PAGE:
The Harris campaign was also backed by Christian nationalist David Lane, an activist whose expressed goal is establishing America as a theocracy exclusively for Christians. Lane’s agenda includes replacing textbooks with the Bible, impeaching judges who rule in favor of marriage equality, and the election of religious politicians like Mark Harris.

Karen Pence, wife of anti-LGBTQ Vice President Mike Pence, campaigned on Harris’ behalf as well, calling him “a devoted servant of God.” She was joined by Facebook celebrity Elizabeth Johnso,  largely known as the author of the blog In a livestream hosted by the Family Research Council, Johnson told reporters that LGBTQ groups are “sneaking into schools” to “rape the minds” of students, and also claimed that the Human Rights Campaign infiltrates schools to teach children how to have anal sex.

Harris was opposed by a coalition of progressive religious organizations in the state, including SouthPark Christian Church, Statesville Christian Church, and Many Voices.

When Harris arrives in Congress, it will be with an overwhelmingly anti-LGBTQ agenda. On his campaign website, he promises to expand loopholes allowing churches to influence politics — as he did with his own in pushing for North Carolina’s marriage ban. He also pledges to overturn the Affordable Care Act, which greatly expanded LGBTQ access to health care. And while LGBTQ people are disproportionately likely to be the victims of hate crimes involving guns, Harris advocates for limiting gun safety laws.

Beyond his attitudes towards LGBTQ citizens, Harris holds various alarming positions. He called the NAACP “out of touch,” told the local Pilot newspaper in 2015 that the Constitution permits local governments to establish an official state-backed religion, and said he would abolish the Department of Education. Harris also said that Jews should convert to Christianity in order to bring about peace in the Middle East.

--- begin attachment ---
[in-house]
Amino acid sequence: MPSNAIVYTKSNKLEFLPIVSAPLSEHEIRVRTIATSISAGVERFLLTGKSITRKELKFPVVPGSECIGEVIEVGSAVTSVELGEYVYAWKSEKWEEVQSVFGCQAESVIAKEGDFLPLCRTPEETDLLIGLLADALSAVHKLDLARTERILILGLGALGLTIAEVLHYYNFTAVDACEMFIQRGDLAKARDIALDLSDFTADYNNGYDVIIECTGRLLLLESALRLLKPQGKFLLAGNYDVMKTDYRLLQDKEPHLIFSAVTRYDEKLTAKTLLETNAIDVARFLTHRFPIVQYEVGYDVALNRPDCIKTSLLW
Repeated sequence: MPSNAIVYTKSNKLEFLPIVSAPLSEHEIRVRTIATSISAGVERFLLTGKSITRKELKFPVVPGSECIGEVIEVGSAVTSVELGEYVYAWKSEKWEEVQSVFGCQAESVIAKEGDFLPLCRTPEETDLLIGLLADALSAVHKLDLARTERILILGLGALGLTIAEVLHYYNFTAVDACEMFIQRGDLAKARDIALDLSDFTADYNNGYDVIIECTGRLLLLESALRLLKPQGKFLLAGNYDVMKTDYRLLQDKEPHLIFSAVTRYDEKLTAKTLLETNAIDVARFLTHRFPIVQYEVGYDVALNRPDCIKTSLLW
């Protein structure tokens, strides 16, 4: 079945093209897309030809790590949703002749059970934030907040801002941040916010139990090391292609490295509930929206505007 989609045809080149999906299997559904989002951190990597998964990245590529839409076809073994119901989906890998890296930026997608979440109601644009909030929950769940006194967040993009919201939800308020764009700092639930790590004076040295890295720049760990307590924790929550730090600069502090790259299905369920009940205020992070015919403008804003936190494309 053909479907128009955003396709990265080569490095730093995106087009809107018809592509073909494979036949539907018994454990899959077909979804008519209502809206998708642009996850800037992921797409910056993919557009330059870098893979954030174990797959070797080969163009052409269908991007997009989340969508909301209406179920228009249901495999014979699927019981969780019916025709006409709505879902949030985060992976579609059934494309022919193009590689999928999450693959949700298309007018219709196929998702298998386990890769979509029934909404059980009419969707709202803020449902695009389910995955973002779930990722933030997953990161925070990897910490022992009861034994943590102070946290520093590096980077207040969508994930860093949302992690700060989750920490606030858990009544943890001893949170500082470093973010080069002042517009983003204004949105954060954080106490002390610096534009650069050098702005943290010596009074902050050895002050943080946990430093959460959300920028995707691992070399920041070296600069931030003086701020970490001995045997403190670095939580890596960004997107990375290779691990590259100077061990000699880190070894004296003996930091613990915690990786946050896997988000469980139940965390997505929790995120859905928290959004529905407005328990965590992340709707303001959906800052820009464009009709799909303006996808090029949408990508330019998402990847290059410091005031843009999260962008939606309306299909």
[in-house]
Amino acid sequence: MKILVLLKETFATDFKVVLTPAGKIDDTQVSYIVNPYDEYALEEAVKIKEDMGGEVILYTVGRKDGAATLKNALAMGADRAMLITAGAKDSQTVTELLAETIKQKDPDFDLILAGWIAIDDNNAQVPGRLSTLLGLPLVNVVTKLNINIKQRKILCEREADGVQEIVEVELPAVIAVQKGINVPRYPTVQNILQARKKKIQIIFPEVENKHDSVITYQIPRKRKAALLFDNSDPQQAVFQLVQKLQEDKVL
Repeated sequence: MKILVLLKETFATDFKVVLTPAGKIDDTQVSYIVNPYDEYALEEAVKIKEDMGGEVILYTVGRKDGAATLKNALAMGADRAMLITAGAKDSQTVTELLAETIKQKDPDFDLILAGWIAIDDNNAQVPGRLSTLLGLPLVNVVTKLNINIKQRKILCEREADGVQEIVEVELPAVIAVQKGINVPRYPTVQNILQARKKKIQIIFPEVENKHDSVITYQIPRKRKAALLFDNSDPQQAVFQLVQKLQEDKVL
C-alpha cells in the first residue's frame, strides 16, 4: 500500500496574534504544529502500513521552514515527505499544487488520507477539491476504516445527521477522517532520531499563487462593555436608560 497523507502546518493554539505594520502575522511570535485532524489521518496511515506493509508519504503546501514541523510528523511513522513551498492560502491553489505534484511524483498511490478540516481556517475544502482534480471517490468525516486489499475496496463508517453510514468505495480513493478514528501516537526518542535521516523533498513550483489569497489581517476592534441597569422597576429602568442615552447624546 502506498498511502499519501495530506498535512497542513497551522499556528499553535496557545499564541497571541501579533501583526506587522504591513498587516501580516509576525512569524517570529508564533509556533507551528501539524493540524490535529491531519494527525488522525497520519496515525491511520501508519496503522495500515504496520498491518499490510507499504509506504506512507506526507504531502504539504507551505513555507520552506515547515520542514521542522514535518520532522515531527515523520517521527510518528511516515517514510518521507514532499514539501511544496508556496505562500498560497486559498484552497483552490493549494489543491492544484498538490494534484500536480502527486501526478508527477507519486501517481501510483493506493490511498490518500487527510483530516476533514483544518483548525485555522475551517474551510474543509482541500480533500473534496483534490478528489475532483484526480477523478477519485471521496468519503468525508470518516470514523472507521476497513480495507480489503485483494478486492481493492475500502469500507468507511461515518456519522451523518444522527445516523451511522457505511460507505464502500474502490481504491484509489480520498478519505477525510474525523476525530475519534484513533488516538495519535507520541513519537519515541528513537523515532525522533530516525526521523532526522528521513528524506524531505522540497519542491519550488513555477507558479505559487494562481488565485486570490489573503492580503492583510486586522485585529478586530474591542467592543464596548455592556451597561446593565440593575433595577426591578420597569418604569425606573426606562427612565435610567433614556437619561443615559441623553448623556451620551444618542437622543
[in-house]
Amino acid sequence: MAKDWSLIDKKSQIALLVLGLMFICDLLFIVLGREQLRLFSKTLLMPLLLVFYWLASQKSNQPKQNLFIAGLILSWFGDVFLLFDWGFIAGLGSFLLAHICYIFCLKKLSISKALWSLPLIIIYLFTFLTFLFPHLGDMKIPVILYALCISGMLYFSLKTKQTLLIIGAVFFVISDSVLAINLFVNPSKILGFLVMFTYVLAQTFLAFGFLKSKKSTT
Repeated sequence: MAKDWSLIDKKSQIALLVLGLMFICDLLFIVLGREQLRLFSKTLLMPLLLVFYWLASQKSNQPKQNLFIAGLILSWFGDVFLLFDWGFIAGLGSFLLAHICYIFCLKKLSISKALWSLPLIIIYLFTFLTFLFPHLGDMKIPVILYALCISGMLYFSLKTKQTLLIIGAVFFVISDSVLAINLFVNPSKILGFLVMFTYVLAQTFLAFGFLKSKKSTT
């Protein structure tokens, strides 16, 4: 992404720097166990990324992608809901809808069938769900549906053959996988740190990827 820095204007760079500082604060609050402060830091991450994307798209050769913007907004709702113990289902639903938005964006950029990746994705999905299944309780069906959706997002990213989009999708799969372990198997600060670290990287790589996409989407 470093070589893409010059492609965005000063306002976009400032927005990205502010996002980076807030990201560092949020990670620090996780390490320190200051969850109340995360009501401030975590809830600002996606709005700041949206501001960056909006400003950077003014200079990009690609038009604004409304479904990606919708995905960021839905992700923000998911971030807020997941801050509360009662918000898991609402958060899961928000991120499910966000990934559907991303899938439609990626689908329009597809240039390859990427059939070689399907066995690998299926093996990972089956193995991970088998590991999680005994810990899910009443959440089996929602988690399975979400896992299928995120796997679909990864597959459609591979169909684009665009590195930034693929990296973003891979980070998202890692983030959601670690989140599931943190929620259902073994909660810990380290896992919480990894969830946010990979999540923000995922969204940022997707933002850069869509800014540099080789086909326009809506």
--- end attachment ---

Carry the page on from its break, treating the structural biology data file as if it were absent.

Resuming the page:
He’s also likely to follow the agenda of SPLC-designated hate groups like the Family Research Council, which continues to push discredited practices like “pray away the gay” conversion therapy camps. Harris could also emerge as a major obstacle to passing legislation like the Equality Act, which would expand nondiscrimination protection nationwide. He may also try to push for federal versions of “turn away the gays” religious liberty bills, as well as weakening marriage equality by granting loopholes to businesses and individuals that don’t want to recognize same-sex relationships.

Harris also said that he would support Supreme Court justices who would overturn marriage equality.

It’s a disappointing outcome in a race that Harris was at one point expected to lose. In a poll over the summer, a conservative organization showed that Dan McCready was leading by seven points. But the seat has traditionally been held by Republicans, with Trump taking the district by 12 percentage points in 2016.

The lift that McCready enjoyed over the summer had worn off by Election Day. Now, with the slimmest of victories, Harris is headed to Congress — where the damage he seeks to inflict on LGBTQ Americans could be immeasurable.

Image via Getty